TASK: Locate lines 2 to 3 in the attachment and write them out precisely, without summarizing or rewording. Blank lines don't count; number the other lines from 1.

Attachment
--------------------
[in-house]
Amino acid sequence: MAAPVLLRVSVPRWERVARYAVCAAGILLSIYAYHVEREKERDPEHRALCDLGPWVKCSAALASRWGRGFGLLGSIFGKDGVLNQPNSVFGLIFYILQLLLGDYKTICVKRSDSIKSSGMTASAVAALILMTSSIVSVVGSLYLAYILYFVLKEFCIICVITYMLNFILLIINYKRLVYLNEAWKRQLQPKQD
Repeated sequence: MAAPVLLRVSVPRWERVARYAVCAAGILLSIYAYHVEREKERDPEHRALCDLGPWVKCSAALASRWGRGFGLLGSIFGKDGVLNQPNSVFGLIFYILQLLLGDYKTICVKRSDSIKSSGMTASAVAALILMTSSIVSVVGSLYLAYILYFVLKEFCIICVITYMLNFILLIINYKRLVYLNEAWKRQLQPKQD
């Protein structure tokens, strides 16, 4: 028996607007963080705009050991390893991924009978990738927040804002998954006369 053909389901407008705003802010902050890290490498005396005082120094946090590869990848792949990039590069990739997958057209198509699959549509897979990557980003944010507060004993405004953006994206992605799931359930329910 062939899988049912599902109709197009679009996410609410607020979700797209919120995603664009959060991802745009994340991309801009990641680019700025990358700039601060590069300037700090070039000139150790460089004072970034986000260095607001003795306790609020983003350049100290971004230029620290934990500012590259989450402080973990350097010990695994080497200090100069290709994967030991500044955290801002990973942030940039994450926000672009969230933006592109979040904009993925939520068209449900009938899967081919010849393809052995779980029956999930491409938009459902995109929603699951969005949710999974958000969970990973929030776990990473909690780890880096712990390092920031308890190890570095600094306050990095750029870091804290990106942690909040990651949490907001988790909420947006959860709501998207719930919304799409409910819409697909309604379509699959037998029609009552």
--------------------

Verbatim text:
Amino acid sequence: MAAPVLLRVSVPRWERVARYAVCAAGILLSIYAYHVEREKERDPEHRALCDLGPWVKCSAALASRWGRGFGLLGSIFGKDGVLNQPNSVFGLIFYILQLLLGDYKTICVKRSDSIKSSGMTASAVAALILMTSSIVSVVGSLYLAYILYFVLKEFCIICVITYMLNFILLIINYKRLVYLNEAWKRQLQPKQD
Repeated sequence: MAAPVLLRVSVPRWERVARYAVCAAGILLSIYAYHVEREKERDPEHRALCDLGPWVKCSAALASRWGRGFGLLGSIFGKDGVLNQPNSVFGLIFYILQLLLGDYKTICVKRSDSIKSSGMTASAVAALILMTSSIVSVVGSLYLAYILYFVLKEFCIICVITYMLNFILLIINYKRLVYLNEAWKRQLQPKQD